In this day and age where technology rules and cell phones are extensions of our physical selves, it’s vital to keep our phone batteries from dying. There are numerous ways to increase your phone’s battery life, both long-term and short-term.
Long-Term, External Factors
Most people are unaware that the long-term life of your battery is affected by several external factors, like leaving the case on while charging or exposing your phone to harsh temperatures.
Cell phones contain lithium-ion batteries that are sensitive to extreme temperatures, thus it’s important to keep it from getting too hot or cold. According to Apple experts, the temperature range that won’t negatively affect your battery are 32°F-95°F. While the loss of battery power in cold temperatures is temporary, the damage heat causes your battery is irreparable. Ways to keep your phone from overheating are by not leaving it in direct sunlight, leaving it indoors when going outside for a while, and carrying it in a cool, dry place when walking in the heat.
According to BatteryPlex, a battery expert (click here), other external factors that affect your battery’s lifespan transpire while charging. These include leaving your case on during charging, leaving your phone connected to the charger after the battery reaches 100%, and using your phone during charging. When your phone is charging, it’s using electricity to create a positive charge, which generates heat. If your case doesn’t have ventilation, the heat gets trapped, causing the temperature of the battery to rise. Once your phone battery reaches 100%, it continues pulling in electricity. Since that electricity can no longer produce a positive charge, the energy converts into heat, which, like the trapped heat from the case, raises the temperature of the battery, causing long-term damage. Using the phone while charging does the same.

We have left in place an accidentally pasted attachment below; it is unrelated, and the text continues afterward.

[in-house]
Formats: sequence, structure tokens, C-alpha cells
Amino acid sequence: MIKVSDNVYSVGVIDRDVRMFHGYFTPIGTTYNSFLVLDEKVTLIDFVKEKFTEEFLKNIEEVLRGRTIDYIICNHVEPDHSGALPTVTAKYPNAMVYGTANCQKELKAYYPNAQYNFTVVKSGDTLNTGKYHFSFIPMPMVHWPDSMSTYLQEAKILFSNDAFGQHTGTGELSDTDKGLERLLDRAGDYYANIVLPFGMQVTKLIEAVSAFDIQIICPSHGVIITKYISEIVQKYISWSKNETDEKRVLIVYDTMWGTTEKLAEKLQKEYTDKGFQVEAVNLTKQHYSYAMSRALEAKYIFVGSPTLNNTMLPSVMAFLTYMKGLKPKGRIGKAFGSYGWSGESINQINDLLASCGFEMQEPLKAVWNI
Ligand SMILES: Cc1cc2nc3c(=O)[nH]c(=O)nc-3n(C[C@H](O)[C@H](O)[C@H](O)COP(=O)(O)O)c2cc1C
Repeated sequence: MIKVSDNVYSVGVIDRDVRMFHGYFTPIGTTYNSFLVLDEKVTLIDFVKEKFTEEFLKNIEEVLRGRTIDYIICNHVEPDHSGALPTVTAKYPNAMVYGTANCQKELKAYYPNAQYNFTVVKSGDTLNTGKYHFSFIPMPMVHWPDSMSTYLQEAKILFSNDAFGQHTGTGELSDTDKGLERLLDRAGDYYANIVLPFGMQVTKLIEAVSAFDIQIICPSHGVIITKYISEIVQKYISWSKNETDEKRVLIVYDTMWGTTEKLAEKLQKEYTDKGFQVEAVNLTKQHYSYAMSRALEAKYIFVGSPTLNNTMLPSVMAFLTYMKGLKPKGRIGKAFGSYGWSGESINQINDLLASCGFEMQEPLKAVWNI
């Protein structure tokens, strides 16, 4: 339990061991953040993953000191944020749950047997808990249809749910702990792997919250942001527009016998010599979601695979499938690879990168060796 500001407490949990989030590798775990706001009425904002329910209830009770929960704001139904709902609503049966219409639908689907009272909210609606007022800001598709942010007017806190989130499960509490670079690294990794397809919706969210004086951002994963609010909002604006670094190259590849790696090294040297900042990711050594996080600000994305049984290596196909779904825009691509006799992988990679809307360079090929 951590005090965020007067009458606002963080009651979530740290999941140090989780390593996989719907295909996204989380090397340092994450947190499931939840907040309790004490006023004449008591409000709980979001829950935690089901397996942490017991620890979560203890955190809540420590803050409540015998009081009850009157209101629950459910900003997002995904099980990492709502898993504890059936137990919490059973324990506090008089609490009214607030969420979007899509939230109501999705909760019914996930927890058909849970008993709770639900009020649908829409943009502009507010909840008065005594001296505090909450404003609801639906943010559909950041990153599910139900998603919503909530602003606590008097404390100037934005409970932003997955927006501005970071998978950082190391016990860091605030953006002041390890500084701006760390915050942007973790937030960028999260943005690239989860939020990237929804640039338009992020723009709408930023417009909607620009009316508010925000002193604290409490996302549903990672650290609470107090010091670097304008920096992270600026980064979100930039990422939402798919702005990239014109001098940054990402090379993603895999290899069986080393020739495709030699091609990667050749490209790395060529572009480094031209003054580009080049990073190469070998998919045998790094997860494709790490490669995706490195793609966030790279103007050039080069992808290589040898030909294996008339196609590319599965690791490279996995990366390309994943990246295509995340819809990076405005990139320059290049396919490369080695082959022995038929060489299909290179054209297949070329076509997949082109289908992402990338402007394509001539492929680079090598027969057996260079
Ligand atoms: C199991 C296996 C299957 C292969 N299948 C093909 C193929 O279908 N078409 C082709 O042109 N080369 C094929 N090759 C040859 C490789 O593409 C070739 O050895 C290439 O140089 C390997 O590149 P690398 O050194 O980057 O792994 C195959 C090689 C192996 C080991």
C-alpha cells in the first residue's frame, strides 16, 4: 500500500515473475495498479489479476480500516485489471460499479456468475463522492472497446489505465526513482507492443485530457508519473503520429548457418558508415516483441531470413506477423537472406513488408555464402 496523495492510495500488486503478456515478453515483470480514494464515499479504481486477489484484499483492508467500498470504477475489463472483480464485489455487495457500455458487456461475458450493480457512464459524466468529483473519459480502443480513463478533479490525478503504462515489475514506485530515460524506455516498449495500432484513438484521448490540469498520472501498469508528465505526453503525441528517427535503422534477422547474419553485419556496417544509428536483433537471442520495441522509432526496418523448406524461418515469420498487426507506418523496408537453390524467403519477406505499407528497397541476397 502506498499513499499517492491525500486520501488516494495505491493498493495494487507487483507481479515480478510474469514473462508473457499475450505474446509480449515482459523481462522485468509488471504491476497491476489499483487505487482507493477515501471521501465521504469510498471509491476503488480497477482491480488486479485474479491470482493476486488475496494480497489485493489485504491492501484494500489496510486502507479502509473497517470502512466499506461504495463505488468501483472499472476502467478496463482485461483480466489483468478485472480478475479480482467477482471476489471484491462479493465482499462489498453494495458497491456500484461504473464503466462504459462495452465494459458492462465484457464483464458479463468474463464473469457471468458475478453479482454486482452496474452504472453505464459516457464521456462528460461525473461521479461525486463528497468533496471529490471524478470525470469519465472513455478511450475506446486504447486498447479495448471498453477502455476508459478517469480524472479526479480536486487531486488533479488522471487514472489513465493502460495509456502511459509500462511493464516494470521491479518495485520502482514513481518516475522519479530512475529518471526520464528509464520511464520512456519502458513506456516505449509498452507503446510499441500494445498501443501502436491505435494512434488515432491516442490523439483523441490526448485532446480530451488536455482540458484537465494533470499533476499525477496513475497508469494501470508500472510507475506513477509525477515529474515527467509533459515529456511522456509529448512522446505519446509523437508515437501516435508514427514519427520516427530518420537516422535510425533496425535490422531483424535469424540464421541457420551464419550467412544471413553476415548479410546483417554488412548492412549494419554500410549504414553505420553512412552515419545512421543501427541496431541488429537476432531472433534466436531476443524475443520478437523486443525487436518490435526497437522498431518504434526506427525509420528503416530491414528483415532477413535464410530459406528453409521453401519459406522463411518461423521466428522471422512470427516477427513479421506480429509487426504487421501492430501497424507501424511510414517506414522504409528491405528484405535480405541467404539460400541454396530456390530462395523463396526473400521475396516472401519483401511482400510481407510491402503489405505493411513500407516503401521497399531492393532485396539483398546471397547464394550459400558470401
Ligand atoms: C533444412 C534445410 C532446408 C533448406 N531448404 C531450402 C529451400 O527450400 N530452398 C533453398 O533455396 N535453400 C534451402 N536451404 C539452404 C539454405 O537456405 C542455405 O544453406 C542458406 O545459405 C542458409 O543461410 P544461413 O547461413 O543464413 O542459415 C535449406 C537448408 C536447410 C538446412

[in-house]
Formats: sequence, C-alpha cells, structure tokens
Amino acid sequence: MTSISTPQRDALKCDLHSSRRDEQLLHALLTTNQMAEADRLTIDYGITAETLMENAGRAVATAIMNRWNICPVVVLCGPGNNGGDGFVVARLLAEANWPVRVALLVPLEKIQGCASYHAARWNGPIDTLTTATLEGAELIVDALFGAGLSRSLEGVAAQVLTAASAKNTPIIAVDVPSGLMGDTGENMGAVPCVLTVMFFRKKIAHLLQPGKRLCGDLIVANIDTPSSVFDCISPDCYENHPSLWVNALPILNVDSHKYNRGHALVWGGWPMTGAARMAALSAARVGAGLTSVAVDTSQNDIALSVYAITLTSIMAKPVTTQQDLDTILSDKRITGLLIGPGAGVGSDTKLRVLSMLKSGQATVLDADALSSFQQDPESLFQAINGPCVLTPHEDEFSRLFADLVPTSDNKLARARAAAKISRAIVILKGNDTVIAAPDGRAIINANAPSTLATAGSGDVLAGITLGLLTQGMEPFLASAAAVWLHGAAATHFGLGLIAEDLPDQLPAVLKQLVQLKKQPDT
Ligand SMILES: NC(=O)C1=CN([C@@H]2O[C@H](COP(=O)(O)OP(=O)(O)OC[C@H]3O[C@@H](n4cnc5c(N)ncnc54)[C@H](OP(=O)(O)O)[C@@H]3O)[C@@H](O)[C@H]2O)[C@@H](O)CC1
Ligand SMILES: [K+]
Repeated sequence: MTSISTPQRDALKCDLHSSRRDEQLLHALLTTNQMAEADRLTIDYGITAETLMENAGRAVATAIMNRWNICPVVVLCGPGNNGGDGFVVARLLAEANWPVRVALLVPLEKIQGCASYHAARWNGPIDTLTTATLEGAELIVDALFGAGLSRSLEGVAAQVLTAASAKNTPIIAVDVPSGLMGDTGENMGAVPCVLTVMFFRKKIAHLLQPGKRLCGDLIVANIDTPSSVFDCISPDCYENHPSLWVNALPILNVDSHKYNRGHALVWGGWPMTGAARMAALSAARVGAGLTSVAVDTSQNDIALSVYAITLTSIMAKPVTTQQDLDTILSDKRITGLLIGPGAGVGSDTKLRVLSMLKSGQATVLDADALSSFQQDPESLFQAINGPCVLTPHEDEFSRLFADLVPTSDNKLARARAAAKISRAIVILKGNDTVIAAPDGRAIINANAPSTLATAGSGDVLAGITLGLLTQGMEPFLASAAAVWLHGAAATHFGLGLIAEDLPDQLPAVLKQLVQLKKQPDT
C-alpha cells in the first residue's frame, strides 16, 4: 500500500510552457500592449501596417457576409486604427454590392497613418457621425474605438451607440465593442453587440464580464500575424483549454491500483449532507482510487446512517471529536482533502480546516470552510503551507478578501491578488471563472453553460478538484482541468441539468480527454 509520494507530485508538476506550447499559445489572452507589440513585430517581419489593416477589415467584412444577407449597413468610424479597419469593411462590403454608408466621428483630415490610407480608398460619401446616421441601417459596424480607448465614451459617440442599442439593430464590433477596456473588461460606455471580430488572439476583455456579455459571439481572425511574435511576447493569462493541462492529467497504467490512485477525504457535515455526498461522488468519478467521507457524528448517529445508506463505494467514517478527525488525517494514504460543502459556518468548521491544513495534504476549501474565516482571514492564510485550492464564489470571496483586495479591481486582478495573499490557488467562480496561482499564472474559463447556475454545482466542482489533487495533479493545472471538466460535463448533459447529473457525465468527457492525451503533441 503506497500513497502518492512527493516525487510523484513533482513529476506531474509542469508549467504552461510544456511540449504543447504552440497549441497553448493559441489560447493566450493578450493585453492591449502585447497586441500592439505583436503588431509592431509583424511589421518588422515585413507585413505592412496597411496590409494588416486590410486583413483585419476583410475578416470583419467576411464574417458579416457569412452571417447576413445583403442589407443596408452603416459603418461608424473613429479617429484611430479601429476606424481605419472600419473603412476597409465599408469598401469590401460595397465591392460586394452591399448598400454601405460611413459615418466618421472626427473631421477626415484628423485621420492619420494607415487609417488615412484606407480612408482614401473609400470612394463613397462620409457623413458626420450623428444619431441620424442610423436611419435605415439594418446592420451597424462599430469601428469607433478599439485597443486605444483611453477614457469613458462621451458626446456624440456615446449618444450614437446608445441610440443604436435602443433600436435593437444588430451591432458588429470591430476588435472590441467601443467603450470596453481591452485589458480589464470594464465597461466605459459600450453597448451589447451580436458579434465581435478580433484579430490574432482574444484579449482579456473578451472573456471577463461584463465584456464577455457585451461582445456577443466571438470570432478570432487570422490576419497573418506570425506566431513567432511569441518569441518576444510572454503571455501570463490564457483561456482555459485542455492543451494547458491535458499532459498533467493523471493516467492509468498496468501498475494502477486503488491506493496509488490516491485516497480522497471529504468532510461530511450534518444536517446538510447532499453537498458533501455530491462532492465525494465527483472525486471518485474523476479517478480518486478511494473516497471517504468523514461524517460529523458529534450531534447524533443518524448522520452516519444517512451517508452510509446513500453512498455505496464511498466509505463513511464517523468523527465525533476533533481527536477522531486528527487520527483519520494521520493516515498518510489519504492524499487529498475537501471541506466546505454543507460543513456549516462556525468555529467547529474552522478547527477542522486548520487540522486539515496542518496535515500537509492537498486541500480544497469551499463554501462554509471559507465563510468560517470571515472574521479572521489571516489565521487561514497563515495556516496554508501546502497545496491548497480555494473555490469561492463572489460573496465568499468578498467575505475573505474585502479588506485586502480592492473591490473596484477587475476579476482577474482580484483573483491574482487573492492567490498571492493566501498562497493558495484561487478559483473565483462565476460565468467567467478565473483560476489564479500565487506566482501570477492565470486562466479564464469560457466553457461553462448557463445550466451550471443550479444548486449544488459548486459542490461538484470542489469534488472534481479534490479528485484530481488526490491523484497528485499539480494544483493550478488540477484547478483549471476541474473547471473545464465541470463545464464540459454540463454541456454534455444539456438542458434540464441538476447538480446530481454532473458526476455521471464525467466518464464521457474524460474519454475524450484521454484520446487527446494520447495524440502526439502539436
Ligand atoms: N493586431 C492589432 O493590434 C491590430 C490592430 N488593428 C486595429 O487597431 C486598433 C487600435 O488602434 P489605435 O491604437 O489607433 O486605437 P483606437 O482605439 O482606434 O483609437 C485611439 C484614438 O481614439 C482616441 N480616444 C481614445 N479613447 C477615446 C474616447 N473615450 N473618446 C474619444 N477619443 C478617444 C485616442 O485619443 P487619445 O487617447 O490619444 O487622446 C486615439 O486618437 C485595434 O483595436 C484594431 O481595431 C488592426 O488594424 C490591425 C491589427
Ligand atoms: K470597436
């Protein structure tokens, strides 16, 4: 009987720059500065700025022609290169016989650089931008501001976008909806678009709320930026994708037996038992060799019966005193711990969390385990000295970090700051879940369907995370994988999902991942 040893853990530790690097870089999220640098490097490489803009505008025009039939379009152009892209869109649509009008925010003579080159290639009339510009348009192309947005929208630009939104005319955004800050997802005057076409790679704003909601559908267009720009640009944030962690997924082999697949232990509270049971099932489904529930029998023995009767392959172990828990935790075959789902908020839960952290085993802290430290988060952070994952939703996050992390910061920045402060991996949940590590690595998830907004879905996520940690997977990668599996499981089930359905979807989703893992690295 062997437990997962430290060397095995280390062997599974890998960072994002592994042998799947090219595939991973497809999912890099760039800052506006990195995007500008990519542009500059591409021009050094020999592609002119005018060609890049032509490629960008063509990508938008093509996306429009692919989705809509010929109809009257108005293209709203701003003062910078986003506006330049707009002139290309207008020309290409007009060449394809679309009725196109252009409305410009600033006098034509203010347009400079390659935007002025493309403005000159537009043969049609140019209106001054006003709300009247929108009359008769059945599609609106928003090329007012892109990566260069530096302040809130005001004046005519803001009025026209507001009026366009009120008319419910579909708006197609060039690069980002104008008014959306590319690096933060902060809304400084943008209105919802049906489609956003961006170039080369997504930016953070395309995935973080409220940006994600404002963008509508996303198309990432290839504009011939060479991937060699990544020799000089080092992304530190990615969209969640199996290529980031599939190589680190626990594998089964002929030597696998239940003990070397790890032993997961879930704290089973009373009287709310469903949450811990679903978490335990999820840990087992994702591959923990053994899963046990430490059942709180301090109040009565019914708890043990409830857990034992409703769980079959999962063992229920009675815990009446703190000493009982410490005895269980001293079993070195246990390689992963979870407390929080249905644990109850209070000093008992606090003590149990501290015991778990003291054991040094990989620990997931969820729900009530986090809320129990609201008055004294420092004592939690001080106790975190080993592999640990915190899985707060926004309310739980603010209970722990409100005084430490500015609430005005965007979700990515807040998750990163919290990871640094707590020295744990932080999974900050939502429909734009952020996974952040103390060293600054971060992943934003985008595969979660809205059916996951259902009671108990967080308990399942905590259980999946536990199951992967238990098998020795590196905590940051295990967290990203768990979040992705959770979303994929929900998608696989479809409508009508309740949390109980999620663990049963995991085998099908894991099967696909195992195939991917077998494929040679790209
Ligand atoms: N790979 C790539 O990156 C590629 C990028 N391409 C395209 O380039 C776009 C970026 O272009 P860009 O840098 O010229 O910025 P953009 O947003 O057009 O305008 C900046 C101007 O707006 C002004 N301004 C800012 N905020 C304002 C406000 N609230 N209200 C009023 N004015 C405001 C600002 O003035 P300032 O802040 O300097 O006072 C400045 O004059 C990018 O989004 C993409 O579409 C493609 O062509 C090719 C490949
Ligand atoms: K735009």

Short-Term, Internal Factors
Adjustable internal factors that increase the short-term life of your battery include using “continuously running” features like Wi-Fi, GPS, live wallpaper, using full brightness, and leaving apps running after use.
Using Wi-Fi drains your battery quickly because it scans in intervals, checking the connection and assessing whether or not it needs to reconnect. To save your battery life, disable Wi-Fi when not in use. GPS and live wallpapers run constantly. It’s best for your battery if you only run GPS when you need to, and a live wallpaper should be avoided.
The brightness settings affect the battery life too. A study done by Lifehacker.com produced results showing that batteries “last about 6.5 hours of continuous use on the lowest brightness setting and about 3.5 hours on the highest brightness setting.” Utilizing high brightness settings isn’t ideal when trying to extend your battery life.
When you leave an app, it doesn’t actually close; it just runs in the background. On average, people use around 10-20 apps a day. All day those apps are running, using your battery power. Use your task manager to close apps when you’re done to make your battery life last longer.
There are many ways to add life to your phone, both short-term and long-term. Remember to close apps, use the lowest brightness setting, disable “continuously running” features when not in use, leave your phone alone during charging, unplug it once charged, remove your case during charging, and keep your phone out of extreme temperatures. This will keep the battery life optimized for short-term and long-term usage.
This article was contributed on behalf of the battery experts at BatteryPlex, check out their website and charge up with BatteryPlex today!